McCaskill, as Ed O'Keefe and Sean Sullivan (Washington Post) noted this morning is, "a former sex crimes prosecutor."  She was speaking this morning to the first panel appearing before the Senate Armed Services Committee:  Gen Martin Dempsy (Chair of the Joint Chiefs of Staff), Gen Ray Odierno (Chief of Staff of the Army), Admiral Jonathan W. Greenert (Chief of Naval Operations), Gen James Amos (Commandant of the Marine Corps), Gen Mark Welsh (Chief of Staff of the Air Force) and Admiral Robert Papp Jr. (Commandant of the Coast Guard), Lt Gen Dana K. Chipman, JAGC, USA Judge Advocate General of the United States Army,  Vice Admiral Nanette M. DeRenzi, JAGC, USN Judge Advocate General of the United States Navy, Lt Gen Richard C. Harding, JAGC, USAF Judge Advocate General of the United States Air Force, Maj Gen Vaughn A. Ary, USMC Staff Judge Advocate to the Commandant of the Marine Corps, Rear Admiral  Frederick J. Kenney, Jr., USCG Judge Advocate General of the United States Coast Guard and Brig Gen Richard C. Gross, USA Legal Counsel to the Chairman of the Joint Chiefs of Staff.

In his opening remarks this morning, Senator Carl Levin, Chair of the Senate Armed Services Committee, noted, "Seven bills related to sexual assault have been introduced in the Senate beginning in March and are now pending before the Committee."  Levin also wanted to note the passing of Senator Frank Lautenberger.  That's actually key to today's hearing.  As Betty noted last night, it's really time for either term limits (which I wouldn't support were it not for senators not having the brains to leave Congress) or a retirement age for Congress.   Ranking Member James Inhofe and Chair Carl Levin both oppose turning assault and rape over to criminal prosecutors.  They whined but they just looked like silly old men who didn't get it.  78-year-old Levin has been in the Senate since 1978.  78-year-old Inhofe has been in the US Congress since 1986.

 "Our commanders haven't had time," whined Inhofe.  Yes, they have.  They have had years.  They have had decades.  And so have Inhofe and Levin.  What you really see is They Just Don't Get It.  Today's hearing was, in many ways, like watching the Hill-Thomas hearing all over again.  The unqualified Clarence Thomas was nominated for the Supreme Court.  He harassed many females he supervised.  Anita Hill came forward.  As she told her story, a fearful bunch of elderly men couldn't support her -- in part due to the press backlash created by cretins like David Brock who now admits to falsely smearing Anita Hill and now admits that, yes, all the details about Clarence were probably true, but Thomas already has a lifetime appointment to the Supreme Court so, David Brock, your late-life conversion is really too damn late.

Inhofe, explaining his objection to criminal procedures for rape and assault in the military, insisted, "We must remember that the military is, by necessity, uniquely separate from the civilian society.  Military service requires those who serve to give up certain rights and privileges that civilians enjoy." Rape and assault are crimes.  No one gives up their 'right' not to be raped.  What a stupid, stupid man.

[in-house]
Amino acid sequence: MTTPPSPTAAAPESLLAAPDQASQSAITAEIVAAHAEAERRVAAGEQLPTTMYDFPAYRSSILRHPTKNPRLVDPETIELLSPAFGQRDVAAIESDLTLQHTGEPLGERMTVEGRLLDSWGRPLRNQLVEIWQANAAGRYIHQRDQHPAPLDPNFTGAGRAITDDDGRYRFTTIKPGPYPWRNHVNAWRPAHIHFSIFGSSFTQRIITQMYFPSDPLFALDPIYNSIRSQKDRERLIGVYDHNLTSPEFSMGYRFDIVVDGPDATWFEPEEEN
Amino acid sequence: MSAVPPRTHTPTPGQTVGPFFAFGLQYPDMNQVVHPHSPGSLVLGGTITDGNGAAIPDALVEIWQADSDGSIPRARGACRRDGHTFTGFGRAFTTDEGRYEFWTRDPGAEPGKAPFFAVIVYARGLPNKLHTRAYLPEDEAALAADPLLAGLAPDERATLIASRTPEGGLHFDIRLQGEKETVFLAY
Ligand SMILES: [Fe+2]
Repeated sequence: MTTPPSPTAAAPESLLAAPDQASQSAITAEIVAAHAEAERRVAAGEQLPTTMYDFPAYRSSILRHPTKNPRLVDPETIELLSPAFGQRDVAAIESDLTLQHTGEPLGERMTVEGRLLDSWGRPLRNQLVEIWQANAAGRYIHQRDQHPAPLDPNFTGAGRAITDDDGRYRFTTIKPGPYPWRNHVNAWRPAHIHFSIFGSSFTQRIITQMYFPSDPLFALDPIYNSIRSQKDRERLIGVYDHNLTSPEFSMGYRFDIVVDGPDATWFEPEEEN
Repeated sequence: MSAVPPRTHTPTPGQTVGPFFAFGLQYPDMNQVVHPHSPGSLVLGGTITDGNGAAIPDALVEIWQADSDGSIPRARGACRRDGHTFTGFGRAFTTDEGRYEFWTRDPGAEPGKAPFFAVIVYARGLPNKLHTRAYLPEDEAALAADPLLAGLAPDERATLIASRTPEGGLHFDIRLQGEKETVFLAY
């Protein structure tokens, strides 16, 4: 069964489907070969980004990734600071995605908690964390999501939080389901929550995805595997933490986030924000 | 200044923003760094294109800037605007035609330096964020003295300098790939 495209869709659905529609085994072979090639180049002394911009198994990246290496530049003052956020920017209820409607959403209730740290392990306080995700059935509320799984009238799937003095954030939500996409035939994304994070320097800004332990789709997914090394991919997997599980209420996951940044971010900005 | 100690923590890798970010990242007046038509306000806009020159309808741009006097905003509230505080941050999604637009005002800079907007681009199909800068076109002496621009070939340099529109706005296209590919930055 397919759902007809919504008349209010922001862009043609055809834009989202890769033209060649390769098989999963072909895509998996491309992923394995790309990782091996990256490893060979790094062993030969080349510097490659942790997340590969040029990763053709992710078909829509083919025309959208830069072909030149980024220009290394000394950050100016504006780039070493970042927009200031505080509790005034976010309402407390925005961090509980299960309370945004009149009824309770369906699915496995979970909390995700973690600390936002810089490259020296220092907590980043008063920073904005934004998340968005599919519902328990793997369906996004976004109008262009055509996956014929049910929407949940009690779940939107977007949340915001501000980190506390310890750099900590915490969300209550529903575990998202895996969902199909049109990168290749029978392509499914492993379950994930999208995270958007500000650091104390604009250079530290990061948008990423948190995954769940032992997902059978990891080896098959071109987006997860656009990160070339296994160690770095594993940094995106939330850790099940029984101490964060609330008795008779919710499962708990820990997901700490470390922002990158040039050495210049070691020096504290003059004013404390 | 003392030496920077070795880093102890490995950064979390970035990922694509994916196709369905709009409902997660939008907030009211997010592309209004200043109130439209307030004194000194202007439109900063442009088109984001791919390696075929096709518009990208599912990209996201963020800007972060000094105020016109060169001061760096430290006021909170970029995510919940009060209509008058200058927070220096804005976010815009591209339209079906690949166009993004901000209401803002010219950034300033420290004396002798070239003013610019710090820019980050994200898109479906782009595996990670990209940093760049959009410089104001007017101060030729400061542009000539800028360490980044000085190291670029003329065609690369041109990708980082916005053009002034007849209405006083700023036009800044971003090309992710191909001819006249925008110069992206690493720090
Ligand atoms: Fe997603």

He and Levin both wanted to invoke when the military was segregationist on race and when gays and lesbians couldn't serve openly.  Those are not the same things.  Discrimination is wrong.  It is not the same thing as rape.  If they were attempting to compare it to a hate crime attack on an African-American or a gay or a lesbian, they failed to make that comparison and left it at discrimination.  Sexism is discrimination.  They didn't note that but it is.  And it's wrong.  But it's not assault and rape either.

As one female veteran said to me after the hearing, referring to so many of the entrenched males on the Committee, "When do you think was the last time any of them felt unsafe or vulnerable?"  A very good question.

One exception was Senator John McCain who's 76-years-old and has been in the Senate since 1987.  If McCain was a pleasant and needed exception, in his questioning it was underscored, again, that the lack of comprehension is not gender specific.

Senator John McCain:  Admiral DeRenzi, you've had a long experience with these issues.  Is the problem better, worse or the same?

Vice Admiral Nanette M. DeRenzi:  Sir, do you mean sexual assault issues in general?

Senator John McCain:  Yes.

Vice Admiral Nanette M. DeRenzi:  I think the problem is improving.  I was a junior officer during Tailhook and I can tell you that I do not recall the training efforts, the response, the prevention, the attention on our ability to prosecute, uhm, offenders -- reaching down from leadership to the deck plate level at that time.  I would tell you that in the time since, and now, I see a difference.  I see a difference in the leadership, I see a difference in how the Judge Advocates are trained to respond and support and I see a tremendous difference in the prevention and response efforts.

Tailhook was the biggest military assault scandal of its time (1991).  Jone Johnson Lewis (Women's History) notes what happened to Lt Paula Coughlin: